From Jerusalem to Rome


Before dinner on May 11. Marcel Solomon, the public relations staff at the Dan Panorama, told us his story of being a holocaust survivor. He calls it a "light" story. He and his family escaped from Luxembourg, which, in spite of their neutrality during the war, was occupied by the Nazis. The organization in New York that was helping to move refugees from Europe to other countries helped them relocate in the Dominican Republic after taking a train back and forth across France before they were approved to leave by the Gestapo. He said his life was full of miracles and it's obvious that God has a plan for his life. He explained how his parents would always say "if": "If we had only" or "if we hadn't" and he swore to never say "if." If he wanted to do something he would. He became an observant Jew when his wife was in the hospital with a brain aneurism. He promised God if she became well that he would observe the Sabbath. She did and he has ever since. He said to me today that he noticed our group's light when we first came into the hotel, and today we were shining even brighter. He told us his story for the first time in a long time. I asked him to pray a blessing on us in Hebrew and we sang the doxology holding hands together before dinner.

May 12 We wrapped up our time in Jerusalem with an unforgettable visit to Yad Vashem, the holocaust memorial. The cantor sang for us and then privately our guide Jacob took me back to the cantor so that I could meet him. The original cantor for 59 years, he kissed me on both cheeks and told me he has met all the very important people. We toured the museum in 90 minutes and could have been there all day. It's heavy to see the testimonies, the pictures, the propaganda from Hitler to deceive the whole world. He must have been a mastermind strategist to make it all happen. Before we entered we read Ps 46: God is my refuge and strength…

After visiting the Dead Sea Scrolls exhibit and the scale model of Jerusalem at the Shrine of the Book, we ended at the Garden Tomb outside the Damascus Gate. It was compelling to imagine this being the site of Golgotha and Joseph's tomb. We were able to meditate on Jesus' death and resurrection. The british guide reminded us we don't worship a place or a stone or a tomb, we worship the one whose death gave us forgiveness and whose resurrection brought us new and eternal life.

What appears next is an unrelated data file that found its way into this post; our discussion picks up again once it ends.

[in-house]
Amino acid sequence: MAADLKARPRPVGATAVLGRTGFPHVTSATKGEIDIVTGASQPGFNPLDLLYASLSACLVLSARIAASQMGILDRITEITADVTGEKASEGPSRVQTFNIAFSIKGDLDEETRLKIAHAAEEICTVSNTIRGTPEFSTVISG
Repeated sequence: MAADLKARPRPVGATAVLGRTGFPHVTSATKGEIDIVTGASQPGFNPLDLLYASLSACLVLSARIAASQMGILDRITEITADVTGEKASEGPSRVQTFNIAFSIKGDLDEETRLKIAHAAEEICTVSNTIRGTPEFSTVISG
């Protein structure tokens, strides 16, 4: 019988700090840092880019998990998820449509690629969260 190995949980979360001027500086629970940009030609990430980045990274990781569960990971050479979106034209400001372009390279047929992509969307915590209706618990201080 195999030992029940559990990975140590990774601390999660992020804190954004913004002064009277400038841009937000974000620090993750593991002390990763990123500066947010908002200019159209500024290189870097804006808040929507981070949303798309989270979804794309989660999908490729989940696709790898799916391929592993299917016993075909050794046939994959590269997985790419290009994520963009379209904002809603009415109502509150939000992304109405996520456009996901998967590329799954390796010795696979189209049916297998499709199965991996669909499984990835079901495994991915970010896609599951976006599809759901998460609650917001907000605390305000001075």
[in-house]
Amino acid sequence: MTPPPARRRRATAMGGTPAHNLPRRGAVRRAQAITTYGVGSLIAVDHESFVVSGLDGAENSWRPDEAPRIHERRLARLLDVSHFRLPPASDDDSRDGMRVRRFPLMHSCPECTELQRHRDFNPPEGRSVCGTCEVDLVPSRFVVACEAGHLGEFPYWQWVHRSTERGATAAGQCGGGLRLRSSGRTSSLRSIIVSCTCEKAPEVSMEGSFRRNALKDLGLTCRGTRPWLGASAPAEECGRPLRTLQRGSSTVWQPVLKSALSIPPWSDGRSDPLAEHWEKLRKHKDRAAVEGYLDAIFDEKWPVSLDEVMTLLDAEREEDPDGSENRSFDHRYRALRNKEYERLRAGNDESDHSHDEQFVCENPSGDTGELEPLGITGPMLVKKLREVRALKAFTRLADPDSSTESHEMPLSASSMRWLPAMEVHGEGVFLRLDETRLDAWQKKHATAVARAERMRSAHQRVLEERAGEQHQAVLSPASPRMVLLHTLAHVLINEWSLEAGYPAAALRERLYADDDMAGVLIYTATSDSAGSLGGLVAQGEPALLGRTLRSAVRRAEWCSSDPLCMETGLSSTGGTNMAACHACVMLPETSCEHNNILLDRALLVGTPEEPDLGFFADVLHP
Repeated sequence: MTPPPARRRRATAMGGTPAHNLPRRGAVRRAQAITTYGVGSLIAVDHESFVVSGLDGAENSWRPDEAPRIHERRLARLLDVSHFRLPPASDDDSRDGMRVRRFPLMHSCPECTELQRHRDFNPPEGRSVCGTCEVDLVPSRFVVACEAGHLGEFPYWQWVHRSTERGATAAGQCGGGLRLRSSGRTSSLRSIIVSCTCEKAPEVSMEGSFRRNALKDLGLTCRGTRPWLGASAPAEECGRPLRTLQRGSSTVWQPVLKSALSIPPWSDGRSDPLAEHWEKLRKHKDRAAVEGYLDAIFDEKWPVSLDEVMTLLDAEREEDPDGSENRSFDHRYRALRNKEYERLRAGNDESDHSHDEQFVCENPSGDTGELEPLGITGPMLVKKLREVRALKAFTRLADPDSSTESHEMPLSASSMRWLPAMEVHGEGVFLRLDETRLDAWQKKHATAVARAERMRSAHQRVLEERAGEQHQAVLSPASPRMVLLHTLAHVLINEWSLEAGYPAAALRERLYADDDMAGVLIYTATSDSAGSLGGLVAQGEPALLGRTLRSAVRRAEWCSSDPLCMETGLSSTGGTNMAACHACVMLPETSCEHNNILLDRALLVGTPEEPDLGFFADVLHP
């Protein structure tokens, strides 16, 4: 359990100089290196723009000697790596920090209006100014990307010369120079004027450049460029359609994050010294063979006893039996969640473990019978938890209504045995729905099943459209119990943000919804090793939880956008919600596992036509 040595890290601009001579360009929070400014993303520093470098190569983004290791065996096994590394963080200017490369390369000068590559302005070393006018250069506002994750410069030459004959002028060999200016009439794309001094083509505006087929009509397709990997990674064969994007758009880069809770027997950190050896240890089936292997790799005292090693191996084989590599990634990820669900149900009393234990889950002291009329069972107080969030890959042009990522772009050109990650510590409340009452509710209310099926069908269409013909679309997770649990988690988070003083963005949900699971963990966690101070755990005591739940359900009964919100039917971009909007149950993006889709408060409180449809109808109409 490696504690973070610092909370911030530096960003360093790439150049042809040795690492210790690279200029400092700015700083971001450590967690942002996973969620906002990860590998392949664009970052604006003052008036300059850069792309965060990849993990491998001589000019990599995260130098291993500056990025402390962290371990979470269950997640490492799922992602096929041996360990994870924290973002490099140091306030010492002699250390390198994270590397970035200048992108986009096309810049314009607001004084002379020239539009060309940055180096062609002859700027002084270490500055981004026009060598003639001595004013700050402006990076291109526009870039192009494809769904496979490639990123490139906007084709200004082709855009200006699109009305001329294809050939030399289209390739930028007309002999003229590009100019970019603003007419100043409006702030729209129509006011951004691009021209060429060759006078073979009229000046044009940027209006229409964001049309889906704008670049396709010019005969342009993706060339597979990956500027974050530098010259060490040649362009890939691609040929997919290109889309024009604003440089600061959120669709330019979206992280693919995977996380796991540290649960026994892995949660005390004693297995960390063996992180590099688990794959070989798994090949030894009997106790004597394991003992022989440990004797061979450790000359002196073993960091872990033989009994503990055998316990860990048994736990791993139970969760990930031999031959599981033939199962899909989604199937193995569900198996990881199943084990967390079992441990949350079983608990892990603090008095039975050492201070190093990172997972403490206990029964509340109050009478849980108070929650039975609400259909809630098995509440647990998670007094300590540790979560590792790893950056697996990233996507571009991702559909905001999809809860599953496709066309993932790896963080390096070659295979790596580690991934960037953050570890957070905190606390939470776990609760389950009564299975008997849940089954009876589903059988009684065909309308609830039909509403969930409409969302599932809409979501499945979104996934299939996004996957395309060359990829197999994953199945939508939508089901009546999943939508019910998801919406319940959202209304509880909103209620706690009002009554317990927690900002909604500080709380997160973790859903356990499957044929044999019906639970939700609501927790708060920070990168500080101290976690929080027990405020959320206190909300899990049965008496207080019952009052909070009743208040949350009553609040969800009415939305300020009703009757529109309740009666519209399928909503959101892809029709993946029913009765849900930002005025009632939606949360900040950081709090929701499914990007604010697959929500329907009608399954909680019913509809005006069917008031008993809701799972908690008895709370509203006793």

We had communion in the garden, reading scripture from Psalm 91, Isaiah 53, John 19-20, Romans 6, 1 Cor 15 and Revelation 4. We also shared what we were thankful for: new insights into scripture by seeing the holy land, great new friendships, paradox of the holy land—a place of three major religions, yet a place of struggle for power, yet three major religions living in Jerusalem in peace.

Saying goodbye at dinner was long. No one wanted this to end. Hugging by the bus everyone wanted it all to linger. It was a great thrill personally to lead in devotions, lead in prayer circles (we laid hands on members of a Haitian church from Florida at Caesarea Philippi who lost many family and friends in the quake, at Nazareth we laid hands on our Christian guide Rani, an 80 year old in our group for healing, and a couple grieving their daughter--all in the reconstructed Synagogue in Nazareth Village) and read scripture on all the sites. It really was more like a walking retreat through the holy land. It's had a great impact on me personally—I'll never read scripture the same again, and I can't wait to bring another group on this life changing trip.

May 13 We began this morning with a wake up call at 1:45am in Jerusalem, caught the shuttle at 2pm and caught our flight at 6:00am to Rome. Lots of standing in line, waiting for security, passport check, boarding passes. We have a small flat in the Ponte district: low ceilings, tiny kitchen and patio, but it's in an amazing little neighborhood with art shops, antiques, stores and pizzerias. We napped in the afternoon, then walked around. We wanted to take it easy the first day, but we couldn't help walking all over, watching people, buildings, and dropping into the Catherine of Siena Church to hear sisters singing to a guitar. We walked to the Campo de' Fiori and toasted our first night in Rome with a glass of prosseco.

May 15 Yesterday we began a rhythm of visiting historic sites and praying our Celtic Prayer Guide. Yesterday we walked from Capitolini (the museum café has an amazing view) along the Forum and to the Coliseum. To think of Paul in the Mammertine prison within earshot of the Roman Forum and the platform where speeches were made and on the hill that housed the most ancient religious life of the Romans. He was there at the peak of Rome's temples, forums, arches, power. We had our first caprese pizza, gelato, and prayed our theme of "The Cross" on the steps in front of a church and next to Trajan's Column, celebrating his victories.

Sitting in churches of different styles and sizes makes for interesting prayer times. How does the medieval and renaissance and baroque art inspire our worship? This morning we were in Chiesa Gesu (Jesus Church) where Ignatius Loyola is buried and Santa Maria sopra Minerva, where Catherine of Siena is buried. Our prayer theme was The Saints. It was fitting to sit in the sanctuary looking up at Catherine's body, a floor tomb of Fra Angelico, a painting of Saint Francis and the ceiling painted with cardinals and angels to depict the glory of God. This was literally "The Saints" who were all around us, then we pictured our own church and those who are seeking to be faithful to God today.

It's been raining all day. The pizza is awesome. Midmorning cappuccino and a pastry is the perfect pick me up. It's nice to not have to rush around to see everything, to linger and be present. Rome is an amazing city.

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